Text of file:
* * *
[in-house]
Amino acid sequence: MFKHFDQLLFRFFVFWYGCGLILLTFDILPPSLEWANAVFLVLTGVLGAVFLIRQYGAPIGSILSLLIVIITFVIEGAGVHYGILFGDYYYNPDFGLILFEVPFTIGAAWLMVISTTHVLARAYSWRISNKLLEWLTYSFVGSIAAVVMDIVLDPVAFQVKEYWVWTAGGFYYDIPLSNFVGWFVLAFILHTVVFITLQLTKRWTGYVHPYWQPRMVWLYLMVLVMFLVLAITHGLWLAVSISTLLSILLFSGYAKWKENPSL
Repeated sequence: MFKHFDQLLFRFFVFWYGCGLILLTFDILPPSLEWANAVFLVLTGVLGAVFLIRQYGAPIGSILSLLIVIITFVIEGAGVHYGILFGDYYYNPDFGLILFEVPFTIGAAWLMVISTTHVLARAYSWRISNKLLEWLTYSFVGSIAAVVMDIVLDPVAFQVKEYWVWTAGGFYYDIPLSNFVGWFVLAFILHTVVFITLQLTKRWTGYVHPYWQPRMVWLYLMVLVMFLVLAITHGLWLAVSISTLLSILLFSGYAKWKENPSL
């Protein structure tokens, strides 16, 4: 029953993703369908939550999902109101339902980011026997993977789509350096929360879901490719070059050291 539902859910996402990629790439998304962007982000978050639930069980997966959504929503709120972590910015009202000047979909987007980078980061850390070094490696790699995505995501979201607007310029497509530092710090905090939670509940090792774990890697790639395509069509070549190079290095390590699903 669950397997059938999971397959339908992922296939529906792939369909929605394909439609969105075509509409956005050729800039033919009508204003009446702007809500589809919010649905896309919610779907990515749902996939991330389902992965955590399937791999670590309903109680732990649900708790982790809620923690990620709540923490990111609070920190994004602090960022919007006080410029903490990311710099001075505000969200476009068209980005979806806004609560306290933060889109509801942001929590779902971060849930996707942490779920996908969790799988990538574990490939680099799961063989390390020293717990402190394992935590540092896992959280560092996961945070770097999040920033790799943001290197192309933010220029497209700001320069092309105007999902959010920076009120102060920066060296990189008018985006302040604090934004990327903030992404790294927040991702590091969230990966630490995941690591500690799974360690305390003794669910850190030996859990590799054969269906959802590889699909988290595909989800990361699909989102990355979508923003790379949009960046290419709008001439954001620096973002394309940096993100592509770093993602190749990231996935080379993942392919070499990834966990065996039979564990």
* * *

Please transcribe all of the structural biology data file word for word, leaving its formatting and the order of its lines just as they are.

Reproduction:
[in-house]
Amino acid sequence: MFKHFDQLLFRFFVFWYGCGLILLTFDILPPSLEWANAVFLVLTGVLGAVFLIRQYGAPIGSILSLLIVIITFVIEGAGVHYGILFGDYYYNPDFGLILFEVPFTIGAAWLMVISTTHVLARAYSWRISNKLLEWLTYSFVGSIAAVVMDIVLDPVAFQVKEYWVWTAGGFYYDIPLSNFVGWFVLAFILHTVVFITLQLTKRWTGYVHPYWQPRMVWLYLMVLVMFLVLAITHGLWLAVSISTLLSILLFSGYAKWKENPSL
Repeated sequence: MFKHFDQLLFRFFVFWYGCGLILLTFDILPPSLEWANAVFLVLTGVLGAVFLIRQYGAPIGSILSLLIVIITFVIEGAGVHYGILFGDYYYNPDFGLILFEVPFTIGAAWLMVISTTHVLARAYSWRISNKLLEWLTYSFVGSIAAVVMDIVLDPVAFQVKEYWVWTAGGFYYDIPLSNFVGWFVLAFILHTVVFITLQLTKRWTGYVHPYWQPRMVWLYLMVLVMFLVLAITHGLWLAVSISTLLSILLFSGYAKWKENPSL
């Protein structure tokens, strides 16, 4: 029953993703369908939550999902109101339902980011026997993977789509350096929360879901490719070059050291 539902859910996402990629790439998304962007982000978050639930069980997966959504929503709120972590910015009202000047979909987007980078980061850390070094490696790699995505995501979201607007310029497509530092710090905090939670509940090792774990890697790639395509069509070549190079290095390590699903 669950397997059938999971397959339908992922296939529906792939369909929605394909439609969105075509509409956005050729800039033919009508204003009446702007809500589809919010649905896309919610779907990515749902996939991330389902992965955590399937791999670590309903109680732990649900708790982790809620923690990620709540923490990111609070920190994004602090960022919007006080410029903490990311710099001075505000969200476009068209980005979806806004609560306290933060889109509801942001929590779902971060849930996707942490779920996908969790799988990538574990490939680099799961063989390390020293717990402190394992935590540092896992959280560092996961945070770097999040920033790799943001290197192309933010220029497209700001320069092309105007999902959010920076009120102060920066060296990189008018985006302040604090934004990327903030992404790294927040991702590091969230990966630490995941690591500690799974360690305390003794669910850190030996859990590799054969269906959802590889699909988290595909989800990361699909989102990355979508923003790379949009960046290419709008001439954001620096973002394309940096993100592509770093993602190749990231996935080379993942392919070499990834966990065996039979564990």